Minnesota’s congressional delegation should lead on free trade
Carlos M. Gutierrez, a Cuban immigrant who rose to be the president and CEO of Kellogg as well as secretary of commerce in the George W. Bush administration, received the Economic Club of Minnesotas 2018 Champion of Free Trade Award this week.
The award is named after the late Bill Frenzel, the longtime Republican congressman from Minnesotas Third District who consistently took the right approach to trade by forging bipartisan coalitions to pass landmark legislation that built livelihoods, and lives, of citizens in free-trading nations.
Minnesotas current congressional delegation would be wise to emulate Frenzel. In fact, Gutierrez told an editorial writer before his Economic Club speech that a unified, bipartisan embrace of free-trade principles would stand out as a big shift in the political landscape thats been very divided on trade.
The divisions are apparent in both parties.
Ironically, its the Republican Party thats become anti-trade, so there could be a big opportunity for the Democrats, Gutierrez said. Free-trade Republicans have not spoken out; theyve remained silent. As for Democrats, I think their voice needs to be heard.
Indeed, members of both parties need to speak up more forcefully for free trade and for Minnesota, whose export-oriented economy will wither if current conditions prevail.
There are already serious signs of stress in the agricultural sector, with rising bankruptcies in Minnesota and throughout the country as farmers contend with low commodity prices exacerbated by the unabated trade war with China and trade tensions with many other nations, including key allies.
But theres reason for optimism and a free-trade consensus.
Minnesota has great advantages not every state in the nation has, Gutierrez said, naming natural resources and the concentration of Fortune 500 companies, many of which helped the state set a second-quarter record of $5.9 billion of exports.
Exports mean jobs, which should coalesce our congressional delegation. But too often those who have been elected adhere to national leaders anti-trade rhetoric, be it from President Donald Trump or from Bernie Sanders, the 2016 Democratic presidential candidate whose anti-free-trade agreement screeds seemingly influenced Hillary Clinton to abandon multilateral pacts like the Trans-Pacific Partnership. That agreement would have paid economic and diplomatic dividends to the U.S. and member nations.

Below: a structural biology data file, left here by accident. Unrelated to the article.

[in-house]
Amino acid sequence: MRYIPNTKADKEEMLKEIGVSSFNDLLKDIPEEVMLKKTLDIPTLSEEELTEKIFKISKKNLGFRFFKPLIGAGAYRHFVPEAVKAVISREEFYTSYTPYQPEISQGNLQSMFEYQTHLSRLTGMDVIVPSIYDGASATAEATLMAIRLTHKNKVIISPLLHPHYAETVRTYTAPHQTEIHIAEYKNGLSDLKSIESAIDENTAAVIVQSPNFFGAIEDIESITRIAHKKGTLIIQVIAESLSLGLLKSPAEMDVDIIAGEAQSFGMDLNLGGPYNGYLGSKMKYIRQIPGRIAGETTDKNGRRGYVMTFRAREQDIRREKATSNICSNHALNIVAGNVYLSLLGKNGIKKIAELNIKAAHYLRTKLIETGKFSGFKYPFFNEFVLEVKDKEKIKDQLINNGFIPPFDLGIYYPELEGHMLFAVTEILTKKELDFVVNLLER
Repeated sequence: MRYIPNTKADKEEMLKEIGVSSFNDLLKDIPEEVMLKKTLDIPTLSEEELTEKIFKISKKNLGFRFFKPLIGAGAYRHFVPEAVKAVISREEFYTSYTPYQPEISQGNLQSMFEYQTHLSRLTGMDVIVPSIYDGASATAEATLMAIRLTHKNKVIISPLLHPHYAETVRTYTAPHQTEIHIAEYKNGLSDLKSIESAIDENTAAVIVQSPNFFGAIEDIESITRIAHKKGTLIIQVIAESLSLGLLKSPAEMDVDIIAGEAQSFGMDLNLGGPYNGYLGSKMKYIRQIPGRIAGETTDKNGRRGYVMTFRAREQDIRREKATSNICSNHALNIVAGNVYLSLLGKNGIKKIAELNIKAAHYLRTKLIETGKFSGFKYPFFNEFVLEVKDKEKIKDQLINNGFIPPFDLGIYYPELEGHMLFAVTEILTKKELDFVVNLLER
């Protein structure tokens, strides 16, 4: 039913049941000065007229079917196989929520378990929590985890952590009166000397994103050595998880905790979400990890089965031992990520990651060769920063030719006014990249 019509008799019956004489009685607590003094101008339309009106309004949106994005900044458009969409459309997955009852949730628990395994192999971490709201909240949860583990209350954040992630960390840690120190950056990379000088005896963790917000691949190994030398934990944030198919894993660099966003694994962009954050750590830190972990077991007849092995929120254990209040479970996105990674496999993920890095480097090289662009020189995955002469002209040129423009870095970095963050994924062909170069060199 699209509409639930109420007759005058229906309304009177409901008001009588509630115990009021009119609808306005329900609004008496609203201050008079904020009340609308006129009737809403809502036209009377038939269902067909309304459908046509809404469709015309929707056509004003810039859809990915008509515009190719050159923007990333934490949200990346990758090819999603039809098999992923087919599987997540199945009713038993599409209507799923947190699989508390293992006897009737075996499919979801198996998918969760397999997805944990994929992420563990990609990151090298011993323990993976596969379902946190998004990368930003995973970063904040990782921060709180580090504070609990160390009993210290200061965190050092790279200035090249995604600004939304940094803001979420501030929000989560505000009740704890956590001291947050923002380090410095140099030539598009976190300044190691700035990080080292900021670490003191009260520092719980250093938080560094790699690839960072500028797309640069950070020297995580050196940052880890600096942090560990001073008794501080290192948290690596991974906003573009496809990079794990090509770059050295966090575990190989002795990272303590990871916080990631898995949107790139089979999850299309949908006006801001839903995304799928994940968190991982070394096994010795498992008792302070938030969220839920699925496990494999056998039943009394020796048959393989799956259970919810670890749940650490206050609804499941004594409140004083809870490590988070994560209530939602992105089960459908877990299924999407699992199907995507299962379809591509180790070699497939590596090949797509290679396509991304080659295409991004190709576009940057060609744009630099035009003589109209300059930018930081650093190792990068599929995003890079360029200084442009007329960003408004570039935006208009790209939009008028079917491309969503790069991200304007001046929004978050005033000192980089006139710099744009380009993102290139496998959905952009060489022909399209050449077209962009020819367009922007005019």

Some members of Congress need to buck their parties. Republican Rep.-elect Jim Hagedorn, for instance, built his campaign on unswerving loyalty to Trump. He ought to be more loyal to his constituents, who are hit hard by the sagging ag economy in Minnesotas farm-rich First District.
Hagedorn can look at the example set by Sixth District Republican Rep. Tom Emmer, who, along with Democratic Sen. Amy Klobuchar, is on the right side of the issue, and history, on opening up trade with Cuba. They can all also look at the consistent congressional example of outgoing Republican Rep. Erik Paulsen. Although recently defeated, the congressman had a stalwart free-trade stance worthy of one of his Third District predecessors Bill Frenzel.
Ninety-five percent of the worlds consumers are outside of the U.S. We have the best multinational companies in the world, the best-managed, the most innovative, Gutierrez said. For us to retrench would be to set aside one of our biggest competitive advantages.
Now, Gutierrez added, is the time for profiles of courage.
That fortitude can be found in advancing free trade.